Herewith, a timely reminder to all economic development policy makers and resources industry ‘players’ in 2012.
Excerpt from NSW Parliament Code of Conduct for Members of the Legislative Assembly and the Legislative Council:
(a) A Member must not knowingly or improperly promote any matter, vote on any bill or resolution or ask any question in the Parliament or its Committees in return for any remuneration, fee, payment, reward or benefit in kind, of a private nature, which the member has received, is receiving or expects to receive.
(b) A Member must not knowingly or improperly promote any matter, vote on any bill or resolution or ask any question in the Parliament or its Committees in return for any remuneration, fee, payment, reward or benefit in kind, of a private nature, which any of the following persons has received, is receiving or expects to receive:
(i) A member of the Member’s family;
(ii) A business associate of the Member; or
(iii) Any other person or entity from whom the Member expects to receive a financial benefit.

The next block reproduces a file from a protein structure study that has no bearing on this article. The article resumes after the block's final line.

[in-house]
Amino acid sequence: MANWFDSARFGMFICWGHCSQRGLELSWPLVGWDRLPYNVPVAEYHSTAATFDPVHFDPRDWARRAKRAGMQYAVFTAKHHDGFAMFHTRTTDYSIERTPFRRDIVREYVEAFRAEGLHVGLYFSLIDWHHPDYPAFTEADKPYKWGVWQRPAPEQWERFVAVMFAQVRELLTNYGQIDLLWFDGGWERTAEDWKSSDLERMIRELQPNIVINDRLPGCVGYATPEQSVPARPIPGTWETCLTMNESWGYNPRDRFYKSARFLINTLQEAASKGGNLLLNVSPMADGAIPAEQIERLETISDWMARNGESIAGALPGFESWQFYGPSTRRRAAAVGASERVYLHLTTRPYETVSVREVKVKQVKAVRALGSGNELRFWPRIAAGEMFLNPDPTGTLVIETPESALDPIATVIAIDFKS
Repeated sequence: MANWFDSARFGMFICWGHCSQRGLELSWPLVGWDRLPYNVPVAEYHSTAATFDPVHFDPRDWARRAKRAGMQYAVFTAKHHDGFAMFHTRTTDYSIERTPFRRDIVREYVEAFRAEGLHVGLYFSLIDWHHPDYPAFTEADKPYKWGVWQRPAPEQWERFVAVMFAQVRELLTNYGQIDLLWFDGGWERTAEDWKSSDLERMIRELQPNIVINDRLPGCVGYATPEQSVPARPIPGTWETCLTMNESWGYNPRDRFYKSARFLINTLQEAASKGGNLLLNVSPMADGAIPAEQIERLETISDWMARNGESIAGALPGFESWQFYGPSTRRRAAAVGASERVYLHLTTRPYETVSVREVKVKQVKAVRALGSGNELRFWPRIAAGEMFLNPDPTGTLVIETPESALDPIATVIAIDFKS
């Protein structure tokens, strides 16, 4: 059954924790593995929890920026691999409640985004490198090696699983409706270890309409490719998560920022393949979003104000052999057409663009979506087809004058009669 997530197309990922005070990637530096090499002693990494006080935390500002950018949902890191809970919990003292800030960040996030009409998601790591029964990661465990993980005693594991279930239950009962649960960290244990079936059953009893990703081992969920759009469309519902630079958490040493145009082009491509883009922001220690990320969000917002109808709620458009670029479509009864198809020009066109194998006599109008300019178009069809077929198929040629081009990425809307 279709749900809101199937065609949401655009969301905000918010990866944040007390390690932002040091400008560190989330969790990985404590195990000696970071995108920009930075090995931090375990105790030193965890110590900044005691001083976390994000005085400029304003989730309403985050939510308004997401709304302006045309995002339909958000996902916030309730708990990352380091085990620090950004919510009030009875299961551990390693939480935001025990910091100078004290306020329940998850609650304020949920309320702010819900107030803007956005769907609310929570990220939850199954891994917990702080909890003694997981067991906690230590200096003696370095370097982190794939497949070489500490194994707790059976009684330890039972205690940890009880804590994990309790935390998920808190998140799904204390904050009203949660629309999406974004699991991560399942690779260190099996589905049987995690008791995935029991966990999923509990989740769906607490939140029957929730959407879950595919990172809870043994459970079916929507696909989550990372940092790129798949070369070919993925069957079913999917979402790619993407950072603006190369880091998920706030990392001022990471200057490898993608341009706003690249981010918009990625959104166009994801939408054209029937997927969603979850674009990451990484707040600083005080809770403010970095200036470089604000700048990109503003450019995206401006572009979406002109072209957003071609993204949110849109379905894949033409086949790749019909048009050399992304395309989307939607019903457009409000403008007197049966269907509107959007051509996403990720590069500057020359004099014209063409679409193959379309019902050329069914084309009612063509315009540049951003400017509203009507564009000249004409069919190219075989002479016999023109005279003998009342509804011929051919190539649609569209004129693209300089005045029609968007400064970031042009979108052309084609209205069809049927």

(c) A breach of the prohibition on bribery constitutes a substantial breach of this Code of Conduct.
Excerpt from the NSW Independent Commission Against Corruption website:
Corrupt conduct, as defined in the Independent Commission Against Corruption Act 1988, is deliberate or intentional wrongdoing, not negligence or a mistake. It has to involve or affect a NSW public official or public sector organisation.
While it can take many forms, corrupt conduct occurs when:
· a public official improperly uses, or tries to improperly use, the knowledge, power or resources of their position for personal gain or the advantage of others
· a public official acts dishonestly or unfairly, or breaches public trust
· a member of the public influences, or tries to influence, a public official to use his or her position in a way that is dishonest, biased or breaches public trust.
The NSW community expects public officials to perform their duties with honesty and in the best interests of the public. Corrupt conduct by a public official involves a breach of public trust that can lead to inequality, wasted resources or public money and reputational damage…..
The full definition of corruption which applies to the ICAC is detailed in sections 7, 8 and 9 of the ICAC Act.
I note that as yet the Commonwealth Parliament of Australia has not created A Code of Conduct for Members of Parliament nor created the promised Parliamentary Integrity Commissioner. Nevertheless there are avenues open to deal with corrupt conduct within that institution.